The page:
keeping that player out of the regular rotation – in favor of a journeyman – after that young player has had a decent/good game, seems totally nonsensical.  it would seem to me that a coach would want to build on, and reward, that kind of play in a player who has been slumping.
        frankly, i’ve don’t think i’ve ever seen a coach try to get a young player out of a slump by continuing to provide him with inconsistent PT.   especially after that player shows signs of breaking out of that slump.  even vets talk about the need for consistent minutes in order to gain consistency.  to expect a young player to develop that consistency, while playing sporadically, just doesn’t fit with any successful approach i’ve ever seen.  the best way to keep a young player in a slump is to keep doing what frank is doing with that player.
        regarding whether daye is a bonafide, legitimate shooter, obviously his pro record is somewhat mixed.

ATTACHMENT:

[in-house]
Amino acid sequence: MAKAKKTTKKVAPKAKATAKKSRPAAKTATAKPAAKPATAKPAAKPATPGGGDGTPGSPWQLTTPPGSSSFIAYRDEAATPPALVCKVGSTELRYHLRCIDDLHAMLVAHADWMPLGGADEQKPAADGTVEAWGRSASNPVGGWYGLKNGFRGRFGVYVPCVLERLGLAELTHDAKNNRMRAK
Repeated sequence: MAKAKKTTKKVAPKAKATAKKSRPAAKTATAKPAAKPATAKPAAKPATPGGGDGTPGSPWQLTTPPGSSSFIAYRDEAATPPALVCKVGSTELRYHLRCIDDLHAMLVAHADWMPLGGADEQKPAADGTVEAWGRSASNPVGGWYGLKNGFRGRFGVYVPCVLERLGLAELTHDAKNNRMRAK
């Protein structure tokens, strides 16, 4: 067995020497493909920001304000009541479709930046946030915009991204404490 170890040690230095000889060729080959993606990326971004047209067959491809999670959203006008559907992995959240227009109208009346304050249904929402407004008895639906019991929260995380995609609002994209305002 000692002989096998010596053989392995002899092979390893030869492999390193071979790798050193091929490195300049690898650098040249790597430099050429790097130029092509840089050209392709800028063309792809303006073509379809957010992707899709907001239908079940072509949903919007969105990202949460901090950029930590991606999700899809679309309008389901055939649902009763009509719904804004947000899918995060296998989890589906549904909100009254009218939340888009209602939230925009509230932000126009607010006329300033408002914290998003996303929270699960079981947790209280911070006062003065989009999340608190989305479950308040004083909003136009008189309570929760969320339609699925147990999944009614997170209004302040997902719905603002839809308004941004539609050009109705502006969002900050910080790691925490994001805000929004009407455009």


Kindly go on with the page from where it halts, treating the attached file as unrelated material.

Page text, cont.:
last year’s sample, because it is almost twice as large as his first year’s sample – number of shots – would be accorded much more credibility by any person doing a statistical analysis.  i avoided taking stats in college, but one thing i do know is that you always get a more accurate reading when you have a larger sample.  hence, i’d expect that his second year numbers are more reflective of his true shooting ability, based on that factor alone.
        there is also the fact that daye has always shot well from distance, in high school and college.  at gonzaga, he shot 42% over 2 years.  that 42% is much closer to his 40% for his second year and considering everything, is much more likely to be a true reflection of his shooting ability.